By: Kirsty Murray
Genre: YFB - General fiction (Children's/Teenage)
Published by: A & U Children
Published: 01 Sep 2014
ISBN: 9781743319413


On Tiney Flynn's seventeenth birthday, every church bell tolled as if heralding a new year, a new era. Tiney stood in the garden, purple jacaranda petals fluttering down around her.

One by one, her sisters came outside to join her; first Nette, then Minna and lastly Thea. It was 11 November 1918. Armistice Day. For Tiney and her sisters, everything is about to change, but not in the way they might have imagined. Building peace is complicated; so is growing up.

From tragedy to undreamt-of joy, from weddings to seances, from masked balls to riots in the streets, Tiney’s world will be transformed. At the end of the war and the dawn of the Jazz Age, Tiney Flynn must face her greatest fears and begin a journey that will change her destiny.


Another wonderfully written title by award winning author Kirsty Murray. The Year It All Ended is an interesting and different view of the end of WWI.

It follows the lives of the Flynn family from Adelaide, who have one son and four daughters, and how the war affected them all, but particularly those left behind.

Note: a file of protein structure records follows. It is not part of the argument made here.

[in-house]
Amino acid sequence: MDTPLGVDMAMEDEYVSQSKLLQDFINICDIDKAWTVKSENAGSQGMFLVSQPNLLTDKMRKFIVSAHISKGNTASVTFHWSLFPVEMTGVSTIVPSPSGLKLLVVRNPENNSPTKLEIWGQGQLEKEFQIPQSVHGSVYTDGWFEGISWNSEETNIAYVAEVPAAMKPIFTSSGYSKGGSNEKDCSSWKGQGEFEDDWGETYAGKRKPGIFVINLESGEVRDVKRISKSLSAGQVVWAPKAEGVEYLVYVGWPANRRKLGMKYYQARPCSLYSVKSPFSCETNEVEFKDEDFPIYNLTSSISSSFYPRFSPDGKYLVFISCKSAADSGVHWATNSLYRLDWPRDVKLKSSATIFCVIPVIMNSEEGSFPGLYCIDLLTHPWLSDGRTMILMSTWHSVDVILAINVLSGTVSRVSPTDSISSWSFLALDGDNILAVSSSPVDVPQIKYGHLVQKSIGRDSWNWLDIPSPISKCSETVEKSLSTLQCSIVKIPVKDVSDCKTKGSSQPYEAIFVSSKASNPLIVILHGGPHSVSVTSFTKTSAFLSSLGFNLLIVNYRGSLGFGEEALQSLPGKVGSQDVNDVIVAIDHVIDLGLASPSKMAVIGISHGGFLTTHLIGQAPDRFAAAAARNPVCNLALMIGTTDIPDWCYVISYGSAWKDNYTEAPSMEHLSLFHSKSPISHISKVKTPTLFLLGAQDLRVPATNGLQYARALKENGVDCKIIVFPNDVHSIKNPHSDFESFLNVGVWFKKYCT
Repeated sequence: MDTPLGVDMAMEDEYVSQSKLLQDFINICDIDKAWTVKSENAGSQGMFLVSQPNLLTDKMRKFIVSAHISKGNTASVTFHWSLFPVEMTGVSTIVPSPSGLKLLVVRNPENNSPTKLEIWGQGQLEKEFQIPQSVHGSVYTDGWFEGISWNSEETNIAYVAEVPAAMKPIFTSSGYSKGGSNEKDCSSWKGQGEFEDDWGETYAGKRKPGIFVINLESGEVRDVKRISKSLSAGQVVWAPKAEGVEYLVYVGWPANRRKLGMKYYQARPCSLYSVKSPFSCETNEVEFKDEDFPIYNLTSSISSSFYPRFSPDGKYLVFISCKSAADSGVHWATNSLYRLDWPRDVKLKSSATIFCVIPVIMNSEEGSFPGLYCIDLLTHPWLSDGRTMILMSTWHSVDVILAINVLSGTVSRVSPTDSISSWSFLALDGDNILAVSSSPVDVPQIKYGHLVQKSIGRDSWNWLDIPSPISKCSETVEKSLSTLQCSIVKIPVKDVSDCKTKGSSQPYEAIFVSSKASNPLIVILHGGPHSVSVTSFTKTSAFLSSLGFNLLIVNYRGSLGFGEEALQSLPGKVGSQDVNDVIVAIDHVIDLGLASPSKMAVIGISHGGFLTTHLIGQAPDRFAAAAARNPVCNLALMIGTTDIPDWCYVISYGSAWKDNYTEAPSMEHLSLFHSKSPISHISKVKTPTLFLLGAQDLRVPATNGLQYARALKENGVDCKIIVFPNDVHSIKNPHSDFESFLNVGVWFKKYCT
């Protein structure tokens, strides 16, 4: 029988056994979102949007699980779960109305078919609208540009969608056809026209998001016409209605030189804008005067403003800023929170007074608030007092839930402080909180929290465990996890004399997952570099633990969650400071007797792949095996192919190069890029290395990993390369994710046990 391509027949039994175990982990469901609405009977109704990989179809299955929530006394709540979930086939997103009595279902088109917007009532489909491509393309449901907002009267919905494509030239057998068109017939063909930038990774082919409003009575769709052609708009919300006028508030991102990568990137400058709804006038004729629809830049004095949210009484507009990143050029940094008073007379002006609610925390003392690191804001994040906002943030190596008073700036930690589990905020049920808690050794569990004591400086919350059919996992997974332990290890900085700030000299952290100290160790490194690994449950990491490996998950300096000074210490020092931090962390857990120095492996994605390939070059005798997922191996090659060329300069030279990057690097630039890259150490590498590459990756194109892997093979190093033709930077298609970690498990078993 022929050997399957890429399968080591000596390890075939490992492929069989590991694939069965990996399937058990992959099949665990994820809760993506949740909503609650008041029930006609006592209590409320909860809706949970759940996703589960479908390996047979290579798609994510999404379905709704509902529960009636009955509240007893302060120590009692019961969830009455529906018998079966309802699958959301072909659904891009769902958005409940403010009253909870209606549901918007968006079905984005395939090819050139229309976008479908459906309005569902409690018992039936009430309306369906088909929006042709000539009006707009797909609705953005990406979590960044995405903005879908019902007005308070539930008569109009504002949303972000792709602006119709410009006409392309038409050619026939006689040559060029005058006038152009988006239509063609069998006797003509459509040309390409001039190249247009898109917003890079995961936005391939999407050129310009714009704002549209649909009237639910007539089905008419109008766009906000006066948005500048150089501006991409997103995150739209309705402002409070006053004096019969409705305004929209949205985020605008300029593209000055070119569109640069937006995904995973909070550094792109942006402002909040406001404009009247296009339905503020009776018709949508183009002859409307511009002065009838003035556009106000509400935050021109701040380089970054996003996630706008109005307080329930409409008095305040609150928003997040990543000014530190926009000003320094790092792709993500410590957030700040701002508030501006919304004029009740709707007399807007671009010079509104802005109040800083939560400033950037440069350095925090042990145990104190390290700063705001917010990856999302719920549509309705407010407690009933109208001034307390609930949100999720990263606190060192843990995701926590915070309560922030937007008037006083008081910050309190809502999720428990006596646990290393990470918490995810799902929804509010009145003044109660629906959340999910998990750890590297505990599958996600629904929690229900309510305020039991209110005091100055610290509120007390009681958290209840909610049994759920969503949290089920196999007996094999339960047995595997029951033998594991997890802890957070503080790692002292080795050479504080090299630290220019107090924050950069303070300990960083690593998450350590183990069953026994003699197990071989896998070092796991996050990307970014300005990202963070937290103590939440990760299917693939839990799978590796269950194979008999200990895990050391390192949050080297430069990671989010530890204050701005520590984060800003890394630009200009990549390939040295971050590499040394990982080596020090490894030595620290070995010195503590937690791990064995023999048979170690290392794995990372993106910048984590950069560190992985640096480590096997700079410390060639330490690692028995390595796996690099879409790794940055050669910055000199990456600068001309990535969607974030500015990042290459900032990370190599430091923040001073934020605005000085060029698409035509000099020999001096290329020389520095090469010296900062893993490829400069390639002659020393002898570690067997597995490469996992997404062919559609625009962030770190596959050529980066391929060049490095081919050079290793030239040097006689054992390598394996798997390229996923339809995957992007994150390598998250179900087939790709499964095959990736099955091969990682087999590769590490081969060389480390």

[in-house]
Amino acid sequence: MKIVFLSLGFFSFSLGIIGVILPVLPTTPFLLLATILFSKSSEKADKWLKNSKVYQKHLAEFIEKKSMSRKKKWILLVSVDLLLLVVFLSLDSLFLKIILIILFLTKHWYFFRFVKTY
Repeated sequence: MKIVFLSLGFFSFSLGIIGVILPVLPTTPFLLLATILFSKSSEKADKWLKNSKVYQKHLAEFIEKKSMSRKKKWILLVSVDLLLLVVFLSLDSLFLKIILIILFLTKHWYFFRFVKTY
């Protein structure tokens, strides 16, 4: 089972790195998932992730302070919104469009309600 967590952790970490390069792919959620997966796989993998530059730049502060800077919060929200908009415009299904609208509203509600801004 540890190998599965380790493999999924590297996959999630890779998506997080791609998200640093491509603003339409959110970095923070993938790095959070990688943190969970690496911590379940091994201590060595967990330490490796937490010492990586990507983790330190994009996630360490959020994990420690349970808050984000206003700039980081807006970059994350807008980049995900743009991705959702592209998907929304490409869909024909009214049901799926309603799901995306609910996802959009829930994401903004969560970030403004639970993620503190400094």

Mostly the story follows the youngest Flynn daughter, 17 year old Tiney (Martine). Whilst small in stature, this remarkable girl’s strength shines through, as she sees and copes with life in the war’s aftermath.

In particular, she struggles to cope with the death of her brother on battlefields far away. Ultimately, she travels to the battlefields of France and Austria in an attempt to find some closure.

Will Tiney find hope and love to sustain her and a reason to be happy again?

An emotional book for 15+ girls that takes an insightful but different look at war as, rather than concentrating on the terrible conflict and the soldiers who fought it, it follows the family members of a soldier that have been left behind. An exploration of the far reaching consequences of war - particularly that it is not only those that fought in battle that need to heal, and how this healing can extend well beyond the armistice.

Reviewed by Rob